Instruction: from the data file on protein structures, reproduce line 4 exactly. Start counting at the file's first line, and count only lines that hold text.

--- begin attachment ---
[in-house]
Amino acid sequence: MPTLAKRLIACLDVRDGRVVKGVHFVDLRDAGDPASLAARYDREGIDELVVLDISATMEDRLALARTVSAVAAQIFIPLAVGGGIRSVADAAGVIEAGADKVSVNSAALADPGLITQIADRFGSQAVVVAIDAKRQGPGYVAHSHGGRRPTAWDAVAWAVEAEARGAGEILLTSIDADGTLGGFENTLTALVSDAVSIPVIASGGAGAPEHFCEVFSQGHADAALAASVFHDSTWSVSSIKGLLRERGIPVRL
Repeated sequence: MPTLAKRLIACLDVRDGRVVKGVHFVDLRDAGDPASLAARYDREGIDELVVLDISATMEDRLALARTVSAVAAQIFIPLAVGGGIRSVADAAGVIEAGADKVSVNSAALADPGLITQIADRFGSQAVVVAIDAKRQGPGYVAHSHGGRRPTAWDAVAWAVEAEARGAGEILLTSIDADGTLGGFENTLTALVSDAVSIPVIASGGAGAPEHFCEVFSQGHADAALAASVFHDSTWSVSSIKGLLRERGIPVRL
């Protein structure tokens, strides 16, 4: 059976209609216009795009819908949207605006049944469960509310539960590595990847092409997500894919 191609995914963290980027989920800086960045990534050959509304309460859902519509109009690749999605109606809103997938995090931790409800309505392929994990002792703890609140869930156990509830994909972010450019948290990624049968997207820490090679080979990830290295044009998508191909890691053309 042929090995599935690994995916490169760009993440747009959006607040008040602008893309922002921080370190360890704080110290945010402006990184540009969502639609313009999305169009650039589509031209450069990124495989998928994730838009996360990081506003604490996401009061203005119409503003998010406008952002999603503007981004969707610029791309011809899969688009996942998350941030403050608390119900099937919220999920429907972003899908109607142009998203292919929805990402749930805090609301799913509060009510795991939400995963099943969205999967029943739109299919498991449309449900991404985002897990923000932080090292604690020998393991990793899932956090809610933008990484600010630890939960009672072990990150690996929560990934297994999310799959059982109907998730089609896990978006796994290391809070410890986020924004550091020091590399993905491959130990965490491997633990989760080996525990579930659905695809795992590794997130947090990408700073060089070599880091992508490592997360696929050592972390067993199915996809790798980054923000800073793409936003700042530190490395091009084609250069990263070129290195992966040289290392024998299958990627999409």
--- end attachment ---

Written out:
């Protein structure tokens, strides 16, 4: 059976209609216009795009819908949207605006049944469960509310539960590595990847092409997500894919 191609995914963290980027989920800086960045990534050959509304309460859902519509109009690749999605109606809103997938995090931790409800309505392929994990002792703890609140869930156990509830994909972010450019948290990624049968997207820490090679080979990830290295044009998508191909890691053309 042929090995599935690994995916490169760009993440747009959006607040008040602008893309922002921080370190360890704080110290945010402006990184540009969502639609313009999305169009650039589509031209450069990124495989998928994730838009996360990081506003604490996401009061203005119409503003998010406008952002999603503007981004969707610029791309011809899969688009996942998350941030403050608390119900099937919220999920429907972003899908109607142009998203292919929805990402749930805090609301799913509060009510795991939400995963099943969205999967029943739109299919498991449309449900991404985002897990923000932080090292604690020998393991990793899932956090809610933008990484600010630890939960009672072990990150690996929560990934297994999310799959059982109907998730089609896990978006796994290391809070410890986020924004550091020091590399993905491959130990965490491997633990989760080996525990579930659905695809795992590794997130947090990408700073060089070599880091992508490592997360696929050592972390067993199915996809790798980054923000800073793409936003700042530190490395091009084609250069990263070129290195992966040289290392024998299958990627999409």